Magazine article USA TODAY

Water and Lava, But-Curiously-No Explosion

Magazine article USA TODAY

Water and Lava, But-Curiously-No Explosion

Article excerpt

Rocky pillars dotting Iceland's Skaelingar Valley were projectiles tossed into the fields by warring trolls. That, at least, is the tale that University at Buffalo (N.Y.) geologist Tracy Gregg heard from a tour guide and focal hiker when she visited the site on two occasions, but Gregg and a colleague have a new explanation for the presence of the lava formations--this one also unexpected.

She and former master's student Kenneth Christie report that the pillars, hollow and made from basalt, likely formed in a surprising reaction where lava met water without any explosion occurring. "Usually, when lava and water meet in aerial environments, the water instantly flashes to steam," explains Gregg, associate professor of geology. "That's a volume increase of eight times--boom.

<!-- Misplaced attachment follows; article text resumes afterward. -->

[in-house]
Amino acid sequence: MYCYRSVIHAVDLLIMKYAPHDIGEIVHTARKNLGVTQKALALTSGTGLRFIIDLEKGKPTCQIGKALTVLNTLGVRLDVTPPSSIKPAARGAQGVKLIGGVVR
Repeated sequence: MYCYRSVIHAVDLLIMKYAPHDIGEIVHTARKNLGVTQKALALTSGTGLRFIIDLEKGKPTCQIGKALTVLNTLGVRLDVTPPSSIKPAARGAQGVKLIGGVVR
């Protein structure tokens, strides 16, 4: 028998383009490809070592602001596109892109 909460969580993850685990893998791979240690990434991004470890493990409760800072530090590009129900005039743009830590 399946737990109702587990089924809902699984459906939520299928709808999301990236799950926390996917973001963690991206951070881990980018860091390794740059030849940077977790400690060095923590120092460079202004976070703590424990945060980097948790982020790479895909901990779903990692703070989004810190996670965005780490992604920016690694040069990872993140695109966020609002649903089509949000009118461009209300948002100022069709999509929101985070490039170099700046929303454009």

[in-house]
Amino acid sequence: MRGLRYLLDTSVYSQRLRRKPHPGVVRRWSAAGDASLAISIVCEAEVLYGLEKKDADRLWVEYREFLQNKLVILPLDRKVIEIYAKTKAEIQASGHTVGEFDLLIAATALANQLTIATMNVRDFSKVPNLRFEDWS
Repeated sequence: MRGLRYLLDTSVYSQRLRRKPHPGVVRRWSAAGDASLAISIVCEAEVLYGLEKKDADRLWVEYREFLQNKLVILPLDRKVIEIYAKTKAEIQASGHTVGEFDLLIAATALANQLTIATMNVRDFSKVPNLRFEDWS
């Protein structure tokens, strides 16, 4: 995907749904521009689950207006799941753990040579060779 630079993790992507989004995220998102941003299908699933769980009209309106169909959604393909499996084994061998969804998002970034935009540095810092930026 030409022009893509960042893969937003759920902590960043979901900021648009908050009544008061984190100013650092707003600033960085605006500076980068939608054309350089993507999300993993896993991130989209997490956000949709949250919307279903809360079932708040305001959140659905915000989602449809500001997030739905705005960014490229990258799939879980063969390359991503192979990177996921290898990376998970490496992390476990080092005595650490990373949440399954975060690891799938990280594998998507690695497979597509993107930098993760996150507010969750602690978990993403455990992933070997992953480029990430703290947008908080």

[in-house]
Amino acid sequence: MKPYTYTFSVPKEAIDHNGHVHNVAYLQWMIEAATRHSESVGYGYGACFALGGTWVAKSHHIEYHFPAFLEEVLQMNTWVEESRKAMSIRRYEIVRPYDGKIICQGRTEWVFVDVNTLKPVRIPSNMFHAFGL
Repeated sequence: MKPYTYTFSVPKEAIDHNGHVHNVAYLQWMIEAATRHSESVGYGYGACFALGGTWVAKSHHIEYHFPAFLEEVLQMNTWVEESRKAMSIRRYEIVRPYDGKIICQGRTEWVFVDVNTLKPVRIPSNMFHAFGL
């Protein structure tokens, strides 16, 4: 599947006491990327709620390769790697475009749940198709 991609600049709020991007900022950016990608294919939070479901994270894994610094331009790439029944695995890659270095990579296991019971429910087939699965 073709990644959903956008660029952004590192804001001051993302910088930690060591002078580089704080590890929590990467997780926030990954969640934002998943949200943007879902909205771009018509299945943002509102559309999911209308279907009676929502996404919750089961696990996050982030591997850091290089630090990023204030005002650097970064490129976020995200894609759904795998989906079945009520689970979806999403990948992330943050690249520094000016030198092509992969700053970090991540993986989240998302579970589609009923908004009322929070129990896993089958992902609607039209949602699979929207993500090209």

"Formations like the ones we see in Iceland are common in the ocean under two miles of water, where there's so much pressure that there's no explosion. They've never been described on land before, and it's important because it tells us that water and lava can come together on land and not explode. This has implications for the way we view volcanic risk."

Deep-sea basalt pillars form when columns of super-heated water rise between pillows of lava on the ocean floor, cooling the molten rock into hollow, pipe-like minarets. The structures grow taller as lava levels rise, and remain standing even after volcanic eruptions end and lava levels fall again.

Gregg and Christie propose that the same phenomenon sculpted the land-based lava pillars in Iceland. …

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